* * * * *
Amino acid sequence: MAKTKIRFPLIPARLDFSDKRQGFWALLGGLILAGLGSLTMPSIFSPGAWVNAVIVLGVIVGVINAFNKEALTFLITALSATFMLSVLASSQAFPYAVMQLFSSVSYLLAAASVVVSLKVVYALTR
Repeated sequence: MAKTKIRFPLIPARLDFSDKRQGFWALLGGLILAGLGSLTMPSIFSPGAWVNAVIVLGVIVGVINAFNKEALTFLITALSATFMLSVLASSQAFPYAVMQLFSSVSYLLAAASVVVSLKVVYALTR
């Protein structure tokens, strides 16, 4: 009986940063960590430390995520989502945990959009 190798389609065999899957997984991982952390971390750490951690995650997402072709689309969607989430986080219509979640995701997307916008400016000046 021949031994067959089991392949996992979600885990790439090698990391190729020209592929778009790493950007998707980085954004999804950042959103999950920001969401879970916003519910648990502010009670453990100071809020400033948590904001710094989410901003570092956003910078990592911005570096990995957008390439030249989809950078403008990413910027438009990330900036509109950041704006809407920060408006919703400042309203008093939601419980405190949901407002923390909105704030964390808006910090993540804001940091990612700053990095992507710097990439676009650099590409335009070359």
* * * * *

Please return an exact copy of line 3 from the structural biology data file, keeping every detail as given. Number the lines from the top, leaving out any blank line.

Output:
């Protein structure tokens, strides 16, 4: 009986940063960590430390995520989502945990959009 190798389609065999899957997984991982952390971390750490951690995650997402072709689309969607989430986080219509979640995701997307916008400016000046 021949031994067959089991392949996992979600885990790439090698990391190729020209592929778009790493950007998707980085954004999804950042959103999950920001969401879970916003519910648990502010009670453990100071809020400033948590904001710094989410901003570092956003910078990592911005570096990995957008390439030249989809950078403008990413910027438009990330900036509109950041704006809407920060408006919703400042309203008093939601419980405190949901407002923390909105704030964390808006910090993540804001940091990612700053990095992507710097990439676009650099590409335009070359």